Patients with severe intestinal diseases have major fluctuations in their bacterial flora, as shown in a new study published in Nature Microbiology. Jonas Halfvarson, researcher at the School of Medical Sciences, Örebro University, notes that flora in patients varied from being healthy to an almost complete disappearance of certain good bacteria.
Researchers have identified a "healthy plane" based on the bacterial flora of healthy individuals, and many patients with inflammatory bowel diseases, do periodically have a good bacterial flora falling within the framework of a healthy person.
"The chief difference is that healthy people have a stable bacterial flora in their gut, as opposed to people with inflammatory bowel disease," says Jonas Halfvarson.
The study, a collaboration between researchers from the US, Germany, Spain and Sweden, followed patients with inflammatory bowel disease over two years. 128 patients, mainly with Crohn's disease and ulcerative colitis, are included in the study and are compared with a small group of healthy persons. All participants submitted stool samples every three months.
"The analysis shows that certain bacteria intermittently disappeared almost completely in certain patients, which is unusual in a healthy person. We can also see a connection between increased medication due to a relapse, and a more volatile intestinal flora."
The character and genetic changes of intestinal microflora, can be linked to different subsets of diseases, but the exact impact of environmental factors, such as diet and smoking, have not been yet fully investigated.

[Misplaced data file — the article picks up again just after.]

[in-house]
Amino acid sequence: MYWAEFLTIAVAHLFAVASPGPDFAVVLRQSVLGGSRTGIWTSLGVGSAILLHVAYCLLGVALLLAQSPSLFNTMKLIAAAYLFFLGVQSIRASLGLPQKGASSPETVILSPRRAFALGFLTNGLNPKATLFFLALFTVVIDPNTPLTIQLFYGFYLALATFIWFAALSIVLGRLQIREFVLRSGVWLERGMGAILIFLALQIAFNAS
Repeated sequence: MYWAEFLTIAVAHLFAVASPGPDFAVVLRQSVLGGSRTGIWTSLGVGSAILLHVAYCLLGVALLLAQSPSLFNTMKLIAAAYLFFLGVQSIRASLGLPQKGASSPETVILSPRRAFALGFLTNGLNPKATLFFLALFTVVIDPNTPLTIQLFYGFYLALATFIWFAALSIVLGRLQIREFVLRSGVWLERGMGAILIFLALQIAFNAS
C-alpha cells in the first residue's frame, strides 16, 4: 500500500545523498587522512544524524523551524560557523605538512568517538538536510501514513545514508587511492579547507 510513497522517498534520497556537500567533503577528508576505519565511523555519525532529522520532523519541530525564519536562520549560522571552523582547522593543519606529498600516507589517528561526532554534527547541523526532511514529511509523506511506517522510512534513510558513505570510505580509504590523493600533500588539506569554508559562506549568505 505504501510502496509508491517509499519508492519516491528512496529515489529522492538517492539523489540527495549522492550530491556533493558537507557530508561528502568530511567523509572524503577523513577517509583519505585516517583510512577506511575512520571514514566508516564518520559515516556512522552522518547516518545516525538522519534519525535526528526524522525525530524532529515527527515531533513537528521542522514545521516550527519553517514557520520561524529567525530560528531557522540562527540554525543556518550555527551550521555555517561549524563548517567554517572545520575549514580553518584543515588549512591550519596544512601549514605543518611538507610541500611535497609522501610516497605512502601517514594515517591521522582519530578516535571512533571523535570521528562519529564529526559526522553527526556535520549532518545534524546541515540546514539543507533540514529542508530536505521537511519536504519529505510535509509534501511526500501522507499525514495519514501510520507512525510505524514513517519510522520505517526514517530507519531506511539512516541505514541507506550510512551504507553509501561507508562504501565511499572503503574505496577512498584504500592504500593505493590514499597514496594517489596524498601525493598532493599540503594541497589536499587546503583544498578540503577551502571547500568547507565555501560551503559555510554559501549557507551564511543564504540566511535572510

"Intestinal dynamics are more complicated than that. To truly understand what is happening, we would like to do more surveys with a higher frequency. In this study, we sampled every three months, but optimally we would like samples every day, but perhaps few persons would be willing to participate in such a study."
The goal is more effective treatment
Jonas Halfvarson continues, "If you can succeed in identifying when a patient's intestinal flora is within the confines of a healthy bacterial flora, then we could focus on developing treatments to help prevent a relapse."
The goal is that research will lead to new and more effective ways to diagnose and treat diseases, which when untreated, often mean a lifetime of suffering.
Crohn's disease and ulcerative colitis are debilitating intestinal inflammatory diseases, causing bloody diarrheal, abdominal pain and weight loss in those affected. The consequences are often life-long medication, hospitalization, reduced work, surgical treatment and lower quality of life.
It is currently estimated that at least one per cent of the Swedish population suffers from some form of chronic inflammatory disease in the gut, and over the past ten years, Crohn's disease has increased particularly sharply in children and adolescents.
Causes still unknown
The causes of the disease are still unknown and there are no curative treatments. Treatment is largely aimed at moderating the inflammation with cortisone, low doses of chemotherapy and biological drugs known as TNF inhibitors.
"We are a step closer to understanding the disease. Although we already knew that some good bacteria are fewer in persons with inflammatory bowel disease, we have now observed a higher rate of change than we have previously seen."
The study is a collaboration between Örebro University, Pacific Northwest National Laboratory (USA), University of California (USA), the Max Planck Institute (Germany), Karolinska Institute (Sweden), Indonesia Health Research Institute (Spain), and Juniata College, Pennsylvania (USA).
Text: Linda Harradine
Translation: Jerry Gray
Photo: Kicki Nilsson/ICON